April 25th for us antipodeans is a sacred day.
This year marks the 100th year memorial of the doomed, Australian and New Zealand Army Corps (ANZACs) storming of the Gallipoli peninsula, a rocky stretch of Turkish beach and cliffs during World War I.
The bloodshed on those battlefields, was greatly increased by mistakes and ineptitude a by British commanders far away. Young Australians served for freedom of King and country however the war forever changed the national identity. It’s the time when the British colonial outpost of Australia, grew up and became a nation in its own right, despite Federation 14 years earlier.
Every year on April 25th, at memorials around the country and at parades through city streets, the battles are remembered. Diggers, or more accurately, their descendants honour the fallen; servicemen and women pay their respects to those who sacrificed their lives in the war.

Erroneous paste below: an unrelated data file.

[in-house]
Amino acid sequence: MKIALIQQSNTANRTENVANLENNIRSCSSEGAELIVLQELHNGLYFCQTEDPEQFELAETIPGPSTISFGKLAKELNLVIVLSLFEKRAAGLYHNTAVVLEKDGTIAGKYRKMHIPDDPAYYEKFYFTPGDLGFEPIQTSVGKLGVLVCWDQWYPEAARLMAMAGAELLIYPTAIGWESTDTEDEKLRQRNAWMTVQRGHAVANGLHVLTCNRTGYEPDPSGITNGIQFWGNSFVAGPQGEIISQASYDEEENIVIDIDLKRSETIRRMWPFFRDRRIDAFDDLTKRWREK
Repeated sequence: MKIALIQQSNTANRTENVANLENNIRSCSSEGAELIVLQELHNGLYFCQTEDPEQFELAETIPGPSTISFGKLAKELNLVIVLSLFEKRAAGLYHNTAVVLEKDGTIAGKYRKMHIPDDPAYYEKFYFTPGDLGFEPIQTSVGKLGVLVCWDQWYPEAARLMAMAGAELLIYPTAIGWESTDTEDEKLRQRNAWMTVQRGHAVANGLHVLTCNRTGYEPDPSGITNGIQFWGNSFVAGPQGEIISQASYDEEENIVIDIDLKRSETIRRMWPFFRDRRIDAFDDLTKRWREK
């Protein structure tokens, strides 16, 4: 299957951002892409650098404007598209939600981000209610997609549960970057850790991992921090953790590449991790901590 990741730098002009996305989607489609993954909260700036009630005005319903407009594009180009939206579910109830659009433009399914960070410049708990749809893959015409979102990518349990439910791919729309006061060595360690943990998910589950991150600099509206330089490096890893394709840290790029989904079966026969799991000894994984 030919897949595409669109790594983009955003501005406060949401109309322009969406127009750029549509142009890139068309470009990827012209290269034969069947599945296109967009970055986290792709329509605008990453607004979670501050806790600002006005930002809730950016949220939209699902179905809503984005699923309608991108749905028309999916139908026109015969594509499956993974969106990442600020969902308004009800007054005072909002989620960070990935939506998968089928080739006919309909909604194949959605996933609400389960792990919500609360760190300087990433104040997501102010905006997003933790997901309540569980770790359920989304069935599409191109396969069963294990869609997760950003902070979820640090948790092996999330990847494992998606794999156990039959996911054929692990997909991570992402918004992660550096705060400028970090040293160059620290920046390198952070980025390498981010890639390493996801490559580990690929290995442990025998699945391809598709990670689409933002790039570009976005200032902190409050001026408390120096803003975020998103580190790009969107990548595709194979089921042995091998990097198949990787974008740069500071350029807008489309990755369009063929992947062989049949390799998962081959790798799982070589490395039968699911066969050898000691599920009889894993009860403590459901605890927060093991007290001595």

These small ceremonies are repeated year after year with the same catch-cry,
“Lest we forget.”
This is what memorials are, the enactment of a story, the recapitulation of a narrative reminder of what was and what should never be again. War memorials are not enough to stop us ever going to war again, but they serve as a solemn reminder of the truth,
Those who cannot remember the past, are condemned to repeat it – George Santayana .
Ceremonies are a kind of sacrament, an embodiment of a kernel of truth. They point the participant back to a truth while pointing them forward to live life with the knowledge of this truth.
Sacred stories have always been important to communities; they shape a people conscious of the past and capable of facing the future.